Saturday, January 17, 2009

Walmart Wages Not Virtuous?

Commentators often imply that low wage employers are less virtuous than high wage employers. They make it seem like it is just a question of the employers generosity what wage rates they pay. In reality, low wage and high wage employers are seeking and employee different people. It is not obvious that a low wage model is less virtuous than a high wage model.

For example, McDonald's typically pays minimum wage to entry level employees. In California, In-N-Out pays significantly more than minimum wage to entry level employees. At In-N-Out, it is easy to see that the employees are more enthusiastic, work faster, and get your order right more often than McDonald's employees. So, why is it more virtuous hiring better employees who no doubt have other options? Isn't there virtue in hiring the first time employee, the employee who is a little slow, the employee from a disadvantage background who needs more training in customer service?

Walmart is the employer usually castigated for low wages. They hire more disabled, more people fresh off welfare, more people who just aren't productive enough to earn better wages than anybody else. It seems to me it is a great service to society to give these less productive people an opportunity to work. Costco pays better wages and has better benefits. Costco employees are efficient, friendly, and probably have a relatively long tenure at Costco. Costco employees have better alternative opportunities. Why is it so virtuous hiring better people at a better wage?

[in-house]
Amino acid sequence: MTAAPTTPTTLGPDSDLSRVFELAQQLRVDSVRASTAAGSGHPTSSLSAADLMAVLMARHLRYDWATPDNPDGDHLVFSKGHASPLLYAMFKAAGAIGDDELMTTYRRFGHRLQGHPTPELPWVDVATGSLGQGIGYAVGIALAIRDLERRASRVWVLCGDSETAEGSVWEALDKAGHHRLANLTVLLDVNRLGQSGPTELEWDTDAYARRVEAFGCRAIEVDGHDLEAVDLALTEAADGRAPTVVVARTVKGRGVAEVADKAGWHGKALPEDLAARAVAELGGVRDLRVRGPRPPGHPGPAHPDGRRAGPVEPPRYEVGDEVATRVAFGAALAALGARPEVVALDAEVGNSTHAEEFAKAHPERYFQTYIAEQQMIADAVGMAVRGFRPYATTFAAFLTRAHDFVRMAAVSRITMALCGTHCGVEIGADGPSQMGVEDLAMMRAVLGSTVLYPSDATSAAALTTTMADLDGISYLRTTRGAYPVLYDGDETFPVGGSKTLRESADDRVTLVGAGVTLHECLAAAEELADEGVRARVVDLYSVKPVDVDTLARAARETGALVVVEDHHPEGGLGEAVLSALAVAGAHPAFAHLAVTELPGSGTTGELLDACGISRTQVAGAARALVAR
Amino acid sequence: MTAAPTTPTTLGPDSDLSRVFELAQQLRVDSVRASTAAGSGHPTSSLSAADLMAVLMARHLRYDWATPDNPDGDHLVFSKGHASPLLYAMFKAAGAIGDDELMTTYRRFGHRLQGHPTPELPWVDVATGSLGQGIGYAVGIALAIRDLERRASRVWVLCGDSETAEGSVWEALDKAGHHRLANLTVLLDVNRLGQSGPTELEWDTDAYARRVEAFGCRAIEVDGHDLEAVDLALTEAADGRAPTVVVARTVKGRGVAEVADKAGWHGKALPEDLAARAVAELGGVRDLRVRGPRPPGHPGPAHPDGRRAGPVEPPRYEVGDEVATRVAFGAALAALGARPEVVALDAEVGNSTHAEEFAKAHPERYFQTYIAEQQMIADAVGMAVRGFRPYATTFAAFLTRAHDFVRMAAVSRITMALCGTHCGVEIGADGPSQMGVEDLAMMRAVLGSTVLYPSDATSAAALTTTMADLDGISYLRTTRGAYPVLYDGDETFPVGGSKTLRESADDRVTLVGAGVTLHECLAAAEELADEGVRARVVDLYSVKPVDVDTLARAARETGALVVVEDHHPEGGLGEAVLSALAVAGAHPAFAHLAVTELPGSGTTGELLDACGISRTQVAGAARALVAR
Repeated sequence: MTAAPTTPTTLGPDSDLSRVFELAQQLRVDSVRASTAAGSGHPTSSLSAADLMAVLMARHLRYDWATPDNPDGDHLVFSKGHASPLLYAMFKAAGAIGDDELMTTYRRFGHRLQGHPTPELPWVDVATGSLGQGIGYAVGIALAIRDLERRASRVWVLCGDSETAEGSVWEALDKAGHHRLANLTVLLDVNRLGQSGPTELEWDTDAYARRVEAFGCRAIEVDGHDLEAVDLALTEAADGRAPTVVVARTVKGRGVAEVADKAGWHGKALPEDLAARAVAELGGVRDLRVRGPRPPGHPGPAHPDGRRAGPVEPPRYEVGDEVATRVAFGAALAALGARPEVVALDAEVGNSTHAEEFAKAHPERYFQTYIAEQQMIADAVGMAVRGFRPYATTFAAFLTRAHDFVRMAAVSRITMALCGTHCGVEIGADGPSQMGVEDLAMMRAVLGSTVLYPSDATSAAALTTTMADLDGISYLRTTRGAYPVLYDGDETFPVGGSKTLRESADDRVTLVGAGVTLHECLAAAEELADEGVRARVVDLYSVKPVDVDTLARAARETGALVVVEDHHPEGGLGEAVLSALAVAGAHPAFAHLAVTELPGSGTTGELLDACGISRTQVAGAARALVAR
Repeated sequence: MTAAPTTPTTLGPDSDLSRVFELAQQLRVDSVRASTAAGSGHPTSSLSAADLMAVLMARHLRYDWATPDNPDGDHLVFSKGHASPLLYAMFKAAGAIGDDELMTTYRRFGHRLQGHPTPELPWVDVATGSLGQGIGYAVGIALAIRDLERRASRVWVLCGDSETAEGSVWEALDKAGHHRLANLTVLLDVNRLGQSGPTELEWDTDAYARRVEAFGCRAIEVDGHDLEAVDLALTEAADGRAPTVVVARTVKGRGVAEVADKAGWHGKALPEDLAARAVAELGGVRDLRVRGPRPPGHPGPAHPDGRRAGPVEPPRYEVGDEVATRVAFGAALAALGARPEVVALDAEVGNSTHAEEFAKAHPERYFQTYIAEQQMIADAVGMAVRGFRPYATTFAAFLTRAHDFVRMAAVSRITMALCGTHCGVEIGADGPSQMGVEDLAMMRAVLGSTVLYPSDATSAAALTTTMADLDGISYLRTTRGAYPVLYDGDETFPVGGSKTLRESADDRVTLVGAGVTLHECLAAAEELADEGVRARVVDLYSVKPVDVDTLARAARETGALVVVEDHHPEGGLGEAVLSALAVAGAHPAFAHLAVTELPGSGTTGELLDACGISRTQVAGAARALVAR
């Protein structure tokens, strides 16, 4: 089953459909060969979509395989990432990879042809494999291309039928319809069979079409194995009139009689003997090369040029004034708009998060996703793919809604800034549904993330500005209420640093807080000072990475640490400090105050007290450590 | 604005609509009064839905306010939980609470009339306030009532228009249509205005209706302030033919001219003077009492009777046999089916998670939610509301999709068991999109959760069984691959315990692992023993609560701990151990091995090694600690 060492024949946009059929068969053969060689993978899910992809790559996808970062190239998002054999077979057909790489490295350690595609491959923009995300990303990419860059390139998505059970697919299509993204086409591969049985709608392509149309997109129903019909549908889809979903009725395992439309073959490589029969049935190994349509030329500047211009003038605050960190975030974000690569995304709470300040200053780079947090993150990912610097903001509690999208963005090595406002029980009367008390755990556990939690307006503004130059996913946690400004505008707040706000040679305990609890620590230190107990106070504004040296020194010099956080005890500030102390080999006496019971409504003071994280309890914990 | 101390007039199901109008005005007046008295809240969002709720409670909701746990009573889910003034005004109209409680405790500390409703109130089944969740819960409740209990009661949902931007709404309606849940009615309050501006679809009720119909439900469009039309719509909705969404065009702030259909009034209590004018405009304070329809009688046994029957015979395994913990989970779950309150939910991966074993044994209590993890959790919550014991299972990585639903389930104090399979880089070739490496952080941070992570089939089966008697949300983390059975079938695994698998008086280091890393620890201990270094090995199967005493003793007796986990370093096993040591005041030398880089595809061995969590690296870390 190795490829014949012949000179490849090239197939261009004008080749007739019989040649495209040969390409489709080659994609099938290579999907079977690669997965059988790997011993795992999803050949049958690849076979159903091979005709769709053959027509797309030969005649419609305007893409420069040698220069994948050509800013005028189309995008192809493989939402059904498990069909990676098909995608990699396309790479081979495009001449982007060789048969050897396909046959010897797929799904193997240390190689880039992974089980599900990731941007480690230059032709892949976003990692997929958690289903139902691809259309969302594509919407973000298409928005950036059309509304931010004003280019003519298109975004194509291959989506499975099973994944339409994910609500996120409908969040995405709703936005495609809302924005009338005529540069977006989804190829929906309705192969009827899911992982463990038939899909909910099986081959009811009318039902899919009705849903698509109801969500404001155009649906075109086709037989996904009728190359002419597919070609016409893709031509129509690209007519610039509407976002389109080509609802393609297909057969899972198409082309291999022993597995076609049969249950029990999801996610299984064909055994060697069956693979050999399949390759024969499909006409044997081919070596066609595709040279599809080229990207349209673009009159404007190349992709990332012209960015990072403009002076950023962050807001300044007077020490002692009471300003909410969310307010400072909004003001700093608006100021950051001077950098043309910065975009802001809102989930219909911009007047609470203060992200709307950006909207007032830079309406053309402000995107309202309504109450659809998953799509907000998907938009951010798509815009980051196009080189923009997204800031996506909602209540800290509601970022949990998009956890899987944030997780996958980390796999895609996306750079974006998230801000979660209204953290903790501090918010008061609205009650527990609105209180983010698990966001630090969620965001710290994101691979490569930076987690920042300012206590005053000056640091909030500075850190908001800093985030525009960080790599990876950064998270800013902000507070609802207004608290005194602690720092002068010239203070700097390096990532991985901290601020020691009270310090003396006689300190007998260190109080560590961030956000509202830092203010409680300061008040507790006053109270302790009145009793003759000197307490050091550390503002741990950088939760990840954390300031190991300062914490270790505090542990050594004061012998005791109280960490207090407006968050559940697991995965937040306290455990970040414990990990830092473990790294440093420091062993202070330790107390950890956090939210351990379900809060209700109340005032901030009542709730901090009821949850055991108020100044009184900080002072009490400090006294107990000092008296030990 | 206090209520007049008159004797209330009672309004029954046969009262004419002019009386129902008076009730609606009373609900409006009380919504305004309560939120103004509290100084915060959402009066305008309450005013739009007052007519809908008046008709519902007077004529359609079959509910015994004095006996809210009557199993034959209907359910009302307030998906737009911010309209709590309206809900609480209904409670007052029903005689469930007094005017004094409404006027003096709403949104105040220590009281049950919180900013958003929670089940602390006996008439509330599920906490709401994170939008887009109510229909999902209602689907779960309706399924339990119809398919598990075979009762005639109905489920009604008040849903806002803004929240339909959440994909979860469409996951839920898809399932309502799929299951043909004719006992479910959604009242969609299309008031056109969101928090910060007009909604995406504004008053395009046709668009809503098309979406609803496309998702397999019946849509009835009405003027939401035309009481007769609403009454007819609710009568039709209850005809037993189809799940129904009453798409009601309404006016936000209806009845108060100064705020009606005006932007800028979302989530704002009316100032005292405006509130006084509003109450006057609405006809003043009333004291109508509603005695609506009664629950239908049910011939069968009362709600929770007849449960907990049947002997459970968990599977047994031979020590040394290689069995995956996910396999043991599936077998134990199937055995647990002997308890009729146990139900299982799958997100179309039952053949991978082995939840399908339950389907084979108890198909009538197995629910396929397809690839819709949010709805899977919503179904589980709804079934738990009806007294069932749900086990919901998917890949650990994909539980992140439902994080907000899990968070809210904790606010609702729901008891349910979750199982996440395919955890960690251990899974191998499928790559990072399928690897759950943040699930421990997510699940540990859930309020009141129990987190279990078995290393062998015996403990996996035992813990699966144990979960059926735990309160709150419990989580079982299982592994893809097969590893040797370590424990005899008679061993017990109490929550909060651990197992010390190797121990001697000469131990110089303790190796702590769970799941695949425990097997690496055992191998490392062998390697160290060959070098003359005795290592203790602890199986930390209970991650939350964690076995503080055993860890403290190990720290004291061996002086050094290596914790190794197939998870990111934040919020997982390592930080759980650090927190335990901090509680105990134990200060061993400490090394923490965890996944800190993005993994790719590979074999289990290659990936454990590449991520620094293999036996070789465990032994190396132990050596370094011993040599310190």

Paying higher wages is not virtuous, nor is it generous. It is a business strategy that can really pay off in better service, higher productivity, and lower training costs because employees stay longer.

Paying low wages is not stingy and it is not bad for the country or the economy. It is simply hiring the people who aren't yet productive enough to earn higher wages elsewhere. It involves investing in training and business processes that make those employees productive. It also means more turnover because once you have given employees an opportunity to learn to be productive and provide good service (or just show they can be productive and provide good service), employees can often earn better wages elsewhere. A cost to the low wage employer, but a very nice service to the economy.